Time-Resolved Surface Dynamics of Phase Transition Materials Visualized by Light Diffraction
Short flashes of laser light can be used to reversibly change the internal structure of the materials. Light pulses affect the electrons within the material, causing the material properties changed, and new states of matter can emerge. During the photoexcitation process the electronic and structural properties change at the same time, making important study this effect in time domain. Time- and angle-resolved hemispherical elastic light scattering (tr-ARHELS) provides unique opportunity to investigate light-induced phase transition phenomena in phase-change correlated oxides. Using angle-resolved light scattering technique one can obtain statistical information about surface irregularities of different sizes, which is useful to detect functional defect and to understand the nature of surface imperfections. To monitor insulator-to-metal phase transitions in vanadium oxides, a transient imaging of coherent optical diffraction was performed by using tr-ARHELS setup, where 3D scattering indicatrix was visualized with femtosecond resolution. To obtain information on correlation of surface irregularities, we developed new algorithm to compute surface autocorrelation function (ACF) from 3D scattering indicatrix. These algorithms produce a robust and precise reconstruction of the ACF and PSD pair. A real-time reconstruction of ACF was achieved for femtosecond spectroscopy of phase-change materials.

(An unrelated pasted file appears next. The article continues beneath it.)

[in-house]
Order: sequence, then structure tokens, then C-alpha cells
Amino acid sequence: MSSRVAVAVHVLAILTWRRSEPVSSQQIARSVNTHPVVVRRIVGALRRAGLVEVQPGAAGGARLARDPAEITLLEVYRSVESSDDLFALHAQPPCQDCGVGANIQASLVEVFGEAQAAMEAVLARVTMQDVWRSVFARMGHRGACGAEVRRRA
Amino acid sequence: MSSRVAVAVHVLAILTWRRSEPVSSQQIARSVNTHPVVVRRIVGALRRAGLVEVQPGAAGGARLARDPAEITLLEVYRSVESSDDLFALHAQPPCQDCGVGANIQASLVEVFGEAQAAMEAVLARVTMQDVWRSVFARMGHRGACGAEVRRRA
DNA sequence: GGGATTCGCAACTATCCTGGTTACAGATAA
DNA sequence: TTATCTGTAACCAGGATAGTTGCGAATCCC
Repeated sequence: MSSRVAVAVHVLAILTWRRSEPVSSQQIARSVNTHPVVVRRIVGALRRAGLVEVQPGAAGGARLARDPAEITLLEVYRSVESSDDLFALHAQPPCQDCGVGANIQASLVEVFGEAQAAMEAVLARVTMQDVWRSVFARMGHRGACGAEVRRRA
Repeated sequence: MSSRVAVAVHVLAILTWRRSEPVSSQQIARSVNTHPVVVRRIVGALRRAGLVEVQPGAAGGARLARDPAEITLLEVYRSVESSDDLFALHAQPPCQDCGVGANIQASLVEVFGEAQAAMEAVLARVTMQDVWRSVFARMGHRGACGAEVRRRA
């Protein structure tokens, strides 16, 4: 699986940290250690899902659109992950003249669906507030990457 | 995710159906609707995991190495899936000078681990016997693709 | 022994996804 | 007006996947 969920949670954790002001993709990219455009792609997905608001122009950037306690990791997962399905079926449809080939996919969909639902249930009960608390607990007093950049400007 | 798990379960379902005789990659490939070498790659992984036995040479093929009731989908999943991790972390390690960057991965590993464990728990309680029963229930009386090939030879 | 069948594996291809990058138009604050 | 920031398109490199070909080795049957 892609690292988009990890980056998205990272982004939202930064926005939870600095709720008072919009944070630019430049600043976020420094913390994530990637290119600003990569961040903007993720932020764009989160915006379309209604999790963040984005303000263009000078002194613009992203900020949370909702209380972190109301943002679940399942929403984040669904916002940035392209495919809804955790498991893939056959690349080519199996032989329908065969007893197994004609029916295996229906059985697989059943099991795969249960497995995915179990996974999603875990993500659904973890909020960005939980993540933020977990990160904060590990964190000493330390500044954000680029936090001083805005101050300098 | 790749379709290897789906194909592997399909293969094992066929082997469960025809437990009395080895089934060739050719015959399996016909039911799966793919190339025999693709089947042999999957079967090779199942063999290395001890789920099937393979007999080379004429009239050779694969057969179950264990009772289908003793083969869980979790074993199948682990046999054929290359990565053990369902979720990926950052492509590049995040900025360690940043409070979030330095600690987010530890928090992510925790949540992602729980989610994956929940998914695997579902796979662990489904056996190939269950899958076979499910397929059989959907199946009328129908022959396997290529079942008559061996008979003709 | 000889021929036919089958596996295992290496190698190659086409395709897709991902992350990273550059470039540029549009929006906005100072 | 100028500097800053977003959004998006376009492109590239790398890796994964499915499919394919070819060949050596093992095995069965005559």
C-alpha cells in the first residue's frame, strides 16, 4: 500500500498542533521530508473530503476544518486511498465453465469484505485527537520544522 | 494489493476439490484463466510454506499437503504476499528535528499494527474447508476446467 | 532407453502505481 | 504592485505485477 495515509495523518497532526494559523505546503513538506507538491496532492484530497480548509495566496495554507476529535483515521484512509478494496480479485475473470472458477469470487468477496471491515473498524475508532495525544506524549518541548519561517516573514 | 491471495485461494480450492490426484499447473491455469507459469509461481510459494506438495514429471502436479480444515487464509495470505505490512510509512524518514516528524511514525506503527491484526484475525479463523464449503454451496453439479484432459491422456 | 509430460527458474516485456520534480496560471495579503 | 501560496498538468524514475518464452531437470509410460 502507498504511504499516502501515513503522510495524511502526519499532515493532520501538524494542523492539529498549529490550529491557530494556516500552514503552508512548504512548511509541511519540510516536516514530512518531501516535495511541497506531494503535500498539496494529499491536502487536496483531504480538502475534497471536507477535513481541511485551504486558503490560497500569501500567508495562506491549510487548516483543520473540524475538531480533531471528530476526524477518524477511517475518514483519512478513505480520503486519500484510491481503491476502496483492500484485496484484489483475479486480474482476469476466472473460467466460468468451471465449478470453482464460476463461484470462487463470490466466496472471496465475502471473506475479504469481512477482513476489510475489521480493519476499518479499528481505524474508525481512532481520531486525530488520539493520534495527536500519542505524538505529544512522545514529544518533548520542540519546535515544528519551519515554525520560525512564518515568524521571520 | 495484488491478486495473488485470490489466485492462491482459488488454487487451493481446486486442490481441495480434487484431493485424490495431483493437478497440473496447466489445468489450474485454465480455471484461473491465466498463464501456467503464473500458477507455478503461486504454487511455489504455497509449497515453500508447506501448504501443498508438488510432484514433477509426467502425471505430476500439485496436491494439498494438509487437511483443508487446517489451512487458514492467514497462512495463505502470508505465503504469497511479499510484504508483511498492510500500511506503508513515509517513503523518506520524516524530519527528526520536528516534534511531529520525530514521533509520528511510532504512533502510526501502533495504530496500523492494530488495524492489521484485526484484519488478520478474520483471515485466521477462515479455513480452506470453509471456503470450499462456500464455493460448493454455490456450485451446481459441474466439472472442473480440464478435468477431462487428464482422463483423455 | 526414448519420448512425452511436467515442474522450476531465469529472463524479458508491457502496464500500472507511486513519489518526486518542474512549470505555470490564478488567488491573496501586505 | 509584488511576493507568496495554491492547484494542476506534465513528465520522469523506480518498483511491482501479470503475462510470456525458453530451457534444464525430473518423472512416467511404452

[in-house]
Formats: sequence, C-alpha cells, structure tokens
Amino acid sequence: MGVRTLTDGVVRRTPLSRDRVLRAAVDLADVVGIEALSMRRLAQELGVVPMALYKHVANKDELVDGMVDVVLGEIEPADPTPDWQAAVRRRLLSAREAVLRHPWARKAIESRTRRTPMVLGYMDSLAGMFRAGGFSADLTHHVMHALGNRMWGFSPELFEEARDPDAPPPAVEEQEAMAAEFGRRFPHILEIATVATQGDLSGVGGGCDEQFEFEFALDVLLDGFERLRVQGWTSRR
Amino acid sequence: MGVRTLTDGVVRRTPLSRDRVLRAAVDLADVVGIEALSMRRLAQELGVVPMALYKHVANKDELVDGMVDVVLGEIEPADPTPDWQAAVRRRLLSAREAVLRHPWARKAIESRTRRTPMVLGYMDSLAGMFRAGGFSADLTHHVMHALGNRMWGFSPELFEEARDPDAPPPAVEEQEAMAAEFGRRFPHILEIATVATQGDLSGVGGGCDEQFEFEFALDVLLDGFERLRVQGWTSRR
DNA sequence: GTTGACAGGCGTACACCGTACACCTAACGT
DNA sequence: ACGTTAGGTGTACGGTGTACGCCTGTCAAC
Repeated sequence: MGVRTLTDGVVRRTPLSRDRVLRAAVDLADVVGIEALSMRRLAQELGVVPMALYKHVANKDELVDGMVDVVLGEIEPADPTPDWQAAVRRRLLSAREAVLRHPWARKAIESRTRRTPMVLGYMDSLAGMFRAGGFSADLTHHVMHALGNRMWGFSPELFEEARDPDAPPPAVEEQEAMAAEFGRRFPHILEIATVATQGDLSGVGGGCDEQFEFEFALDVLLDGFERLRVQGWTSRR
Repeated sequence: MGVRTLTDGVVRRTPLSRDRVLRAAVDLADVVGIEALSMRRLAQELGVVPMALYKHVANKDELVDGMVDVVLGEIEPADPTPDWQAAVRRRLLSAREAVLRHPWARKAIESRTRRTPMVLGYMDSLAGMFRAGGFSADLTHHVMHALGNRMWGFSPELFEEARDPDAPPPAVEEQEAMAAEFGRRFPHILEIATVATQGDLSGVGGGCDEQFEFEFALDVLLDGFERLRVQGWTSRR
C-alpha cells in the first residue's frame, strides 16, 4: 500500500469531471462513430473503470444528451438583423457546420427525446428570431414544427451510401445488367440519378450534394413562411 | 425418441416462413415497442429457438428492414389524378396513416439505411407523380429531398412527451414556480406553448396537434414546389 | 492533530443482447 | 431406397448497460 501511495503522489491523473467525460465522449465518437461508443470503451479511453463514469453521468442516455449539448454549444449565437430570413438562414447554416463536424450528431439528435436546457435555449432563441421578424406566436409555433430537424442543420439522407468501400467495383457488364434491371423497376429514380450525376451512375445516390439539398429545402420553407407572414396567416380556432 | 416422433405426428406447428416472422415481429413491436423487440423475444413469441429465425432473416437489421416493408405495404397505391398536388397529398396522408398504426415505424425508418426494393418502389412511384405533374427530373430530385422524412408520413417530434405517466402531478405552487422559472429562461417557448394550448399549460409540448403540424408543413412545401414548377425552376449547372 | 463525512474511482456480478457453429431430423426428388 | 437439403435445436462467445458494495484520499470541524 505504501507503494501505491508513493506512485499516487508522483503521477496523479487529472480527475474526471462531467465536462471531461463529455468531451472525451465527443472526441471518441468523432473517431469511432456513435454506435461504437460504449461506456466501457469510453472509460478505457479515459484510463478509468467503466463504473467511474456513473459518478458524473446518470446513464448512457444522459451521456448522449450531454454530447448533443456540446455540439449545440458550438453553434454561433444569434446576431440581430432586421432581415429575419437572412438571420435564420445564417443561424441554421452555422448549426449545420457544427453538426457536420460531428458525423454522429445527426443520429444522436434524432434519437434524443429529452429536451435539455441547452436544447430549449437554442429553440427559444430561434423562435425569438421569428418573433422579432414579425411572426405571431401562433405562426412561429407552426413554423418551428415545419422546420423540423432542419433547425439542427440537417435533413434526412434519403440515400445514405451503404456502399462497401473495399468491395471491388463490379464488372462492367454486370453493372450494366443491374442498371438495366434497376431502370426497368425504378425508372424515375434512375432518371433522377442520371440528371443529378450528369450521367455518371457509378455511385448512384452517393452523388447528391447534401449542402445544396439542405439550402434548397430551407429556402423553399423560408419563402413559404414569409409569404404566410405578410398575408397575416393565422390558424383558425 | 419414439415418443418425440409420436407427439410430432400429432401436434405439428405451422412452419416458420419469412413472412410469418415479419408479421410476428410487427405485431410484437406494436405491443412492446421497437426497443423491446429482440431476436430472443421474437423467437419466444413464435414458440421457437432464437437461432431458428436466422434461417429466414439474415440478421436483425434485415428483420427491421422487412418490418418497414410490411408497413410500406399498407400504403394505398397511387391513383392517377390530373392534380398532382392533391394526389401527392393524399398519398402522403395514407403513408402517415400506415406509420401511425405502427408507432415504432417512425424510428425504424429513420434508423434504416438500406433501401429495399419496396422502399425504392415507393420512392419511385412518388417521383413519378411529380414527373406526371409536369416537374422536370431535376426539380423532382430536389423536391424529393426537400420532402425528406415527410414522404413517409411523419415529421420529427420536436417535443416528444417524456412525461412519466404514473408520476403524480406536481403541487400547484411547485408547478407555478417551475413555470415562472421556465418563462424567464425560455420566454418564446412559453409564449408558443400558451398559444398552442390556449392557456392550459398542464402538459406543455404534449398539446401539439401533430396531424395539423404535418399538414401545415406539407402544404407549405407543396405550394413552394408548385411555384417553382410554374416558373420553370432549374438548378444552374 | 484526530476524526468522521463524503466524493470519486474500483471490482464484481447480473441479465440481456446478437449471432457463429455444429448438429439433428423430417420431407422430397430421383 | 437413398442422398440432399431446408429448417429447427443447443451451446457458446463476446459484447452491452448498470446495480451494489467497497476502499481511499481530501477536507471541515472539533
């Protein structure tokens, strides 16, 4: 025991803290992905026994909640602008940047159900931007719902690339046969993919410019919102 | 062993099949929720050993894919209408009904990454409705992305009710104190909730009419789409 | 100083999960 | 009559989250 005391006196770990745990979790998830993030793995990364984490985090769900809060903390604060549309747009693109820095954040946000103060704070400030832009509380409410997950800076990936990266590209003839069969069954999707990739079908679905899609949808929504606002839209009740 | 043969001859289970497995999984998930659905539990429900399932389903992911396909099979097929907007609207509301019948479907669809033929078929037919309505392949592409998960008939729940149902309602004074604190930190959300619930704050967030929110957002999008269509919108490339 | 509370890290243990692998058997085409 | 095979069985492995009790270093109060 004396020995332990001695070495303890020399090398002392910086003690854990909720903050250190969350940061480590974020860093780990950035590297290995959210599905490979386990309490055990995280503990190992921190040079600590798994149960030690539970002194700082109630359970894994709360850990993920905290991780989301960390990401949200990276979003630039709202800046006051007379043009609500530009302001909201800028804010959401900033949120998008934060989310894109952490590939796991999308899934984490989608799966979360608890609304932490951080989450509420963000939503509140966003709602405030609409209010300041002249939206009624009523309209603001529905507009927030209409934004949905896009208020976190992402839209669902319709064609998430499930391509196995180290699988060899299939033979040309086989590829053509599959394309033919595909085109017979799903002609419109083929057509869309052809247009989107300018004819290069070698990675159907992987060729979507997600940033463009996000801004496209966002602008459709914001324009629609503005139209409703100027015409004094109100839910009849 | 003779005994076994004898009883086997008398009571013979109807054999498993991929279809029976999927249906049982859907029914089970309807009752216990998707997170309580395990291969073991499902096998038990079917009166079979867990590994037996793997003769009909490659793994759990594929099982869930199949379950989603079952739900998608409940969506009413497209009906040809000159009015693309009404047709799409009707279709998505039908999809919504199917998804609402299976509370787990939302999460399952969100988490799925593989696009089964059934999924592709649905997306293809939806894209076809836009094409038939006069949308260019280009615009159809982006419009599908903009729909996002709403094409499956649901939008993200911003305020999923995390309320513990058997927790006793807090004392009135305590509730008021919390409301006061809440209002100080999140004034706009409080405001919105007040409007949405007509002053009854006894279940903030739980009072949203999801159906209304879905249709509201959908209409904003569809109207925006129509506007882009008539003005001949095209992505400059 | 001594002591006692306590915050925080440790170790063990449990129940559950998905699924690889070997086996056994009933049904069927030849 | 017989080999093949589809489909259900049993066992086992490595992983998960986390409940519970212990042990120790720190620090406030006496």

This material is based upon work supported by the U. S. Army Research Laboratory and the U. S. Army Research Office under contract# W911NF-15-1-0448, and by NSF Grant# DMR-1531627.